What a lineup: Chris Farlowe, Herman’s Hermits, The Merseybeats, The Swinging Blue Jeans, The Fortunes, The Ivy League, New Amen Corner, and Alan Mosca from Freddie and the Dreamers. All on one bill. You can’t fault this show for its value for money!
Grand Opera House
Unfortunately, though, the advertising is a little bit naughty. The Merseybeats are actually only performing in ten of the 66 gigs of the tour, replacing either The Fortunes or Herman’s Hermits, and sadly this night wasn’t one of those ten – a reminder always to check the (very) small print on the posters.
Also, many original band members do not appear, which is understandable (age, illness, simply doing other things) and have been replaced by others who joined the bands much later – in some cases, only a few years ago.
That makes this show different from the last two 60s shows at the Grand Opera House (the Solid Gold Rock ‘n’ Roll Show, and Maximum Rhythm and Blues with the Manfreds), which featured the stars themselves.
Plenty of hits
However, the hits are all here, still sounding the way they used to, and the show is full of great voices and fantastic musicianship. It also lasts well over three hours, so you definitely get your money’s worth!
It’s a very entertaining evening, and the full house in York had a whale of a time. Alan Mosca makes a great compere, complete with terrible jokes that you just can’t help but laugh at, keeping the audience in party mood while the roadies change the set for each new band.
(Even the roadies are getting on a bit – Mosca refers to them as “Dad’s Army”, and claims to have recruited them from the Shady Pines Retirement Home for Knackered Roadies…)
The evening kicked off with the Ivy League, who I really enjoyed. They mix comedy with their songs – mainly groan-worthy jokes and stories, told with huge relish, by drummer Dave Buckley. Sadly, this is their last tour, unless, as Alan Mosca suggested, they decide to come back next year for a final farewell!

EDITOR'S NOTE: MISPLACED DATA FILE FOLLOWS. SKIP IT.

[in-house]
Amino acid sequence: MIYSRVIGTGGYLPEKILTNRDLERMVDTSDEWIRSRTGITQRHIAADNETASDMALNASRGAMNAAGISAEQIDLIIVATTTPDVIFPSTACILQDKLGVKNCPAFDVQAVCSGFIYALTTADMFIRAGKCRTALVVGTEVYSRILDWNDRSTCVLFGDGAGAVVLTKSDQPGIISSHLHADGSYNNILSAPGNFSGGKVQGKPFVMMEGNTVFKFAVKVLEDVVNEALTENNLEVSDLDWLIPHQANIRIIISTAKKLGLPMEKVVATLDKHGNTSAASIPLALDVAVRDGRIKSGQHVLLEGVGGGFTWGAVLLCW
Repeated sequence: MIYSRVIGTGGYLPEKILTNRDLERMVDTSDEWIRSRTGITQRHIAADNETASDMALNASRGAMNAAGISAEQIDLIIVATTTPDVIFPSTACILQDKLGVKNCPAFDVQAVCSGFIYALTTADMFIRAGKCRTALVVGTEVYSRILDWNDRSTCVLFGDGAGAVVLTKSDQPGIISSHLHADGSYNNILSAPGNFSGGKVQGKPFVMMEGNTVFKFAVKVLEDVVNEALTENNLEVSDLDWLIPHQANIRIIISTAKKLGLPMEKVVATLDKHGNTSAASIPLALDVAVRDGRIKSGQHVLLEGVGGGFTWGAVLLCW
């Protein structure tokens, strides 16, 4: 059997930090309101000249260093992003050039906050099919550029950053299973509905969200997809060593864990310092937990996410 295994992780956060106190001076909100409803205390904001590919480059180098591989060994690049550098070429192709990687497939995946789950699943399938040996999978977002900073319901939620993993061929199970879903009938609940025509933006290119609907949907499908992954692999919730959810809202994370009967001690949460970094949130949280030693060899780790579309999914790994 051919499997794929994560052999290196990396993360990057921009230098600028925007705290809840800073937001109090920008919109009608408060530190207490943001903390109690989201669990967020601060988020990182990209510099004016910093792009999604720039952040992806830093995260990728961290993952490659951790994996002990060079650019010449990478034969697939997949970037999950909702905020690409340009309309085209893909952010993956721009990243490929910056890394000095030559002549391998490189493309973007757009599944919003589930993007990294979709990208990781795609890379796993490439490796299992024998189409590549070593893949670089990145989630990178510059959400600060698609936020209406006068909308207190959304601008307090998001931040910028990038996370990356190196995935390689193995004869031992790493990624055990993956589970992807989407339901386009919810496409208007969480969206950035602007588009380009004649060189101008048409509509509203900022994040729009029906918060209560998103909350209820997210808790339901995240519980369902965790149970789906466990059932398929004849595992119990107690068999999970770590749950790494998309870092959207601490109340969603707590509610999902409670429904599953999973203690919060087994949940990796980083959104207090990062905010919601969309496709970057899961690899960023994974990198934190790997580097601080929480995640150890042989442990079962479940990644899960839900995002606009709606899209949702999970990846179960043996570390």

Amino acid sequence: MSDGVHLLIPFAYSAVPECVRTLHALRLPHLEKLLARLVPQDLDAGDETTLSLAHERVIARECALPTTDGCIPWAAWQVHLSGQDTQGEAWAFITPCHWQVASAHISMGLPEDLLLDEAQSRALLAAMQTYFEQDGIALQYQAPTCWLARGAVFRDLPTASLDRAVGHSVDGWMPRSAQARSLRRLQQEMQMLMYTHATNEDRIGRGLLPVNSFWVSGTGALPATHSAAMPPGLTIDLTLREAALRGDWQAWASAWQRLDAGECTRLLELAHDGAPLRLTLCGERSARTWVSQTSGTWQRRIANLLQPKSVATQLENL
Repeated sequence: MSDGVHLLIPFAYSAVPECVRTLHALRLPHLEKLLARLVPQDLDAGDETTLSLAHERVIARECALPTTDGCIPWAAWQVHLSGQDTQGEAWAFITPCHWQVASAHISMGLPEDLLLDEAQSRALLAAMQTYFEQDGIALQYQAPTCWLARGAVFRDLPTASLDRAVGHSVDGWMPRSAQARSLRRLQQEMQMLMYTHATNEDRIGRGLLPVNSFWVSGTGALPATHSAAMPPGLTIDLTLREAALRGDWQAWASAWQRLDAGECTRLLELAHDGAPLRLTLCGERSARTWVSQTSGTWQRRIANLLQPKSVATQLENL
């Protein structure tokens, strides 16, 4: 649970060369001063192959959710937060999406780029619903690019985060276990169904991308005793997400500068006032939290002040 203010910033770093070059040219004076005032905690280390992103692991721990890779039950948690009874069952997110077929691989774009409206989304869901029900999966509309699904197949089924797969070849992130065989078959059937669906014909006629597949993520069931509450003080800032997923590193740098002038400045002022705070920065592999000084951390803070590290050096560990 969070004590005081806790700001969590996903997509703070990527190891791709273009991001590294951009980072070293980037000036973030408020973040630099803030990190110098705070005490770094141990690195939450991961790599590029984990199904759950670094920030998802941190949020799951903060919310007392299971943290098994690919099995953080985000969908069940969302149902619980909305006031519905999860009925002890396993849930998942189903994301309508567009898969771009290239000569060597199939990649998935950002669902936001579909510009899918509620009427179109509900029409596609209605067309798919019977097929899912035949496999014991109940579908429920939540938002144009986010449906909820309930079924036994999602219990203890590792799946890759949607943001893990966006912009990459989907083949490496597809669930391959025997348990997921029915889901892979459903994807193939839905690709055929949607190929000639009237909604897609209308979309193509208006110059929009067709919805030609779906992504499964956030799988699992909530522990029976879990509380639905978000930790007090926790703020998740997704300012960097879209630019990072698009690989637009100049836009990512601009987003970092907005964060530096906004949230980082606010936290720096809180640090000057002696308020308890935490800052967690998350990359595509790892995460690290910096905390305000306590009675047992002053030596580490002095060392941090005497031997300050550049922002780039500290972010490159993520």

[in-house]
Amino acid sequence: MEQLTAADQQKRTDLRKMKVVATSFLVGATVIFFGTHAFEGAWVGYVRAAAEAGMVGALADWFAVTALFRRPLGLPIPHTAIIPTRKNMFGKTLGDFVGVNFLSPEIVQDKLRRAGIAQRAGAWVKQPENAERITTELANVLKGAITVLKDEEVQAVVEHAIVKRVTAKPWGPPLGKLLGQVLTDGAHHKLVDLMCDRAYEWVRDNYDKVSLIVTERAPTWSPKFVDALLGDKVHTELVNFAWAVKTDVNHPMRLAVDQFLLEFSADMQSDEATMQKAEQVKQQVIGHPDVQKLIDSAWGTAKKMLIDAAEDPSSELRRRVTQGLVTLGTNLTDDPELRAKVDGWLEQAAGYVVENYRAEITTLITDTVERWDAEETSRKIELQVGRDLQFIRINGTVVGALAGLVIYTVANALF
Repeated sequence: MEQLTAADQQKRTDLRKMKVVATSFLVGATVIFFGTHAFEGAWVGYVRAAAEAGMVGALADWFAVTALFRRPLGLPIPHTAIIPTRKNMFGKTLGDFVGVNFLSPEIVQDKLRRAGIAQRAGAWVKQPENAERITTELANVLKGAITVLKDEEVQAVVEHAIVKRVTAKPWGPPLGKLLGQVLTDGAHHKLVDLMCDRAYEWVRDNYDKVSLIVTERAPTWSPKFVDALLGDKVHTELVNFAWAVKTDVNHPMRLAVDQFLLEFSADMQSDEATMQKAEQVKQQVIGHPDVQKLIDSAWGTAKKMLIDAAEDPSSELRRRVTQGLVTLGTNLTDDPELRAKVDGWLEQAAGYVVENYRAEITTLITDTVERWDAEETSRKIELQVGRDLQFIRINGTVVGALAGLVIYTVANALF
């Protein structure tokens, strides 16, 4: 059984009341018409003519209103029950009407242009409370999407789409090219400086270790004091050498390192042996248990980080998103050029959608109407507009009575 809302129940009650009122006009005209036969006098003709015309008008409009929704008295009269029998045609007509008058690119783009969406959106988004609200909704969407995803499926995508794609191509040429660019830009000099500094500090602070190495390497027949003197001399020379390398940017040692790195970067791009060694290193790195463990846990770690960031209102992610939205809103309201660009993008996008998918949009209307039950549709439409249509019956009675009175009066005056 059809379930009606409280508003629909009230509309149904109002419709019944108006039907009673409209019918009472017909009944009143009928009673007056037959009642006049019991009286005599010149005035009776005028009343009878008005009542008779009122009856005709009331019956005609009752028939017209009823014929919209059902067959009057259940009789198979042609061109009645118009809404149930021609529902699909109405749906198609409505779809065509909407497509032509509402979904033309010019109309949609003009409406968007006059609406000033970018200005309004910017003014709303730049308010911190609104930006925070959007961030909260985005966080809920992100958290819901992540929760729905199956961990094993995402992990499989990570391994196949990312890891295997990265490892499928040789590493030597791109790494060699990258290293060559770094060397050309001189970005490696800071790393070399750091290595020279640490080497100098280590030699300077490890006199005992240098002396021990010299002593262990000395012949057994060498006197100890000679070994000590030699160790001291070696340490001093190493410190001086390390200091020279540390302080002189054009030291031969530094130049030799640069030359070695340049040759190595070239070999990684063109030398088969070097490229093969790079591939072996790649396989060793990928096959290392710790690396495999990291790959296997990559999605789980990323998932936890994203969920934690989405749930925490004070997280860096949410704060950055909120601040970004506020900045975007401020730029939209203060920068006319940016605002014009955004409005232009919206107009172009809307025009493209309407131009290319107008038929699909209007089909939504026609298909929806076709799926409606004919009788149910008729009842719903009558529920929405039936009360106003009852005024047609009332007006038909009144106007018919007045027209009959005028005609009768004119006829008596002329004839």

They were followed by the Swinging Blue Jeans, featuring legendary bass guitarist, Peter Oakman, still playing everyone else off the stage. Lead vocalist Alan Lovell was in amazing voice, and really knows his way round a guitar.
The Fortunes had apparently just returned from Australia, and were suffering jetlag – something you would never have guessed from the effortlessness of the close harmonies which have always been their trademark. A bravura performance of “You’re My World” really showed off the lead vocalist’s amazingly powerful voice.
Herman’s Hermits suffered a little from the lack of Peter Noone’s stage presence, but got a great reception regardless. They gave us 7 of their 23 hits, prompting me to wonder how it is that I can remember all the words to No Milk Today, having not heard it for longer than I care to think about, but not be able to remember why I’ve just gone into the kitchen….
After a short interval, New Amen Corner took the stage. Although none of the people on stage were in the original band, it has the blessing of founder member Alan Jones, through his friendship with Frogman Curtis, who provides the most wonderful sax and percussion. I wish I had his lung capacity!
They performed a couple of Amen Corner hits – Bend Me, Shape Me and If Paradise (Is Half As Nice) – as well as several impressive covers. Jules Benjamin on keyboards made a cracking job of Like A Rolling Stone, while vocalist Glen Leon was outstanding in A Whiter Shade of Pale.
The band stayed on to back the headline act, Chris Farlowe. I must admit I was really shocked when he came on stage. Time has not been kind to him, and he is clearly not in good health. But his voice is, if anything, even better than it was in the 60s, despite his apparently having had flu all week.
He clearly still loves his music, and loves performing. He still has a perfect blues voice, with a massive range, whether accompanied or not, and he deserved his standing ovation.
I’ve really enjoyed the three 60s shows I’ve reviewed recently. There is absolutely nothing like live music, throbbing in your chest, to get you moving, clapping your hands and singing along at the top of your voice. And it’s great exercise!
Don’t hold back if you get the chance to go to see live music. Don’t think, “Oh, well, I don’t know if I really fancy it…It’s been a long day…”
Get up, go, have a ball – and support all the musicians out there, flogging their way round the circuit, relying on us to turn up and give them someone to play to.